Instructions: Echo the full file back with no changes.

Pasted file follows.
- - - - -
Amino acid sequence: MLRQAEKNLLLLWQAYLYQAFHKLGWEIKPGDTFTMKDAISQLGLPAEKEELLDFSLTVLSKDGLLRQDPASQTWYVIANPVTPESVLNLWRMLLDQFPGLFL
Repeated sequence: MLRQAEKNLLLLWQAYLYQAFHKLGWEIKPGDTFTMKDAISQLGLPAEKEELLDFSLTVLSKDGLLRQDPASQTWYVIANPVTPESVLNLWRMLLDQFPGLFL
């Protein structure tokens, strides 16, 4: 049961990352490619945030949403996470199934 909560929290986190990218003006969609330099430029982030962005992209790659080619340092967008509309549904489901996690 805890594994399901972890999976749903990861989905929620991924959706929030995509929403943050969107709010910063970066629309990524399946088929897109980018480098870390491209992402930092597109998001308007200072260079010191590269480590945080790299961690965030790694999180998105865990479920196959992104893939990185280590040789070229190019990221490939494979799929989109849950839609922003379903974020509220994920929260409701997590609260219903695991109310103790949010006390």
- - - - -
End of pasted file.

Amino acid sequence: MLRQAEKNLLLLWQAYLYQAFHKLGWEIKPGDTFTMKDAISQLGLPAEKEELLDFSLTVLSKDGLLRQDPASQTWYVIANPVTPESVLNLWRMLLDQFPGLFL
Repeated sequence: MLRQAEKNLLLLWQAYLYQAFHKLGWEIKPGDTFTMKDAISQLGLPAEKEELLDFSLTVLSKDGLLRQDPASQTWYVIANPVTPESVLNLWRMLLDQFPGLFL
């Protein structure tokens, strides 16, 4: 049961990352490619945030949403996470199934 909560929290986190990218003006969609330099430029982030962005992209790659080619340092967008509309549904489901996690 805890594994399901972890999976749903990861989905929620991924959706929030995509929403943050969107709010910063970066629309990524399946088929897109980018480098870390491209992402930092597109998001308007200072260079010191590269480590945080790299961690965030790694999180998105865990479920196959992104893939990185280590040789070229190019990221490939494979799929989109849950839609922003379903974020509220994920929260409701997590609260219903695991109310103790949010006390």